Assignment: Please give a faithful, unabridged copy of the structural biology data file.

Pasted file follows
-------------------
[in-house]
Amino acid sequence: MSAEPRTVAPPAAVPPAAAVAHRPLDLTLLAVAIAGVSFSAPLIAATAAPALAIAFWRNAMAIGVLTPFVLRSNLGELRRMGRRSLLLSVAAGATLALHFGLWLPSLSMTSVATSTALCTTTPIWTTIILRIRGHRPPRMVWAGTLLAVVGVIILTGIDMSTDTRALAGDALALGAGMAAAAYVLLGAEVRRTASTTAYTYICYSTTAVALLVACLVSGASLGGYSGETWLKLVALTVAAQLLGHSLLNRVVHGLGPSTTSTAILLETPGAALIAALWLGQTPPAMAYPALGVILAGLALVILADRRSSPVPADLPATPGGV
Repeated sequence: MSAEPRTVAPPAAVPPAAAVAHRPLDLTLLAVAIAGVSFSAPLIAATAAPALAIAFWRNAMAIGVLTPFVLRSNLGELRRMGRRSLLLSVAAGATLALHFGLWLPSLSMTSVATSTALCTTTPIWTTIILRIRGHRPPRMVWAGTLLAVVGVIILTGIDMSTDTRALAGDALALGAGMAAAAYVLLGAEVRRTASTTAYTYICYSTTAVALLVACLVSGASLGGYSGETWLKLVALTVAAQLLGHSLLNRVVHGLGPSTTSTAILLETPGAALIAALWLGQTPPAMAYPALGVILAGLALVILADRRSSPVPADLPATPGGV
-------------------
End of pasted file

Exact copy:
[in-house]
Amino acid sequence: MSAEPRTVAPPAAVPPAAAVAHRPLDLTLLAVAIAGVSFSAPLIAATAAPALAIAFWRNAMAIGVLTPFVLRSNLGELRRMGRRSLLLSVAAGATLALHFGLWLPSLSMTSVATSTALCTTTPIWTTIILRIRGHRPPRMVWAGTLLAVVGVIILTGIDMSTDTRALAGDALALGAGMAAAAYVLLGAEVRRTASTTAYTYICYSTTAVALLVACLVSGASLGGYSGETWLKLVALTVAAQLLGHSLLNRVVHGLGPSTTSTAILLETPGAALIAALWLGQTPPAMAYPALGVILAGLALVILADRRSSPVPADLPATPGGV
Repeated sequence: MSAEPRTVAPPAAVPPAAAVAHRPLDLTLLAVAIAGVSFSAPLIAATAAPALAIAFWRNAMAIGVLTPFVLRSNLGELRRMGRRSLLLSVAAGATLALHFGLWLPSLSMTSVATSTALCTTTPIWTTIILRIRGHRPPRMVWAGTLLAVVGVIILTGIDMSTDTRALAGDALALGAGMAAAAYVLLGAEVRRTASTTAYTYICYSTTAVALLVACLVSGASLGGYSGETWLKLVALTVAAQLLGHSLLNRVVHGLGPSTTSTAILLETPGAALIAALWLGQTPPAMAYPALGVILAGLALVILADRRSSPVPADLPATPGGV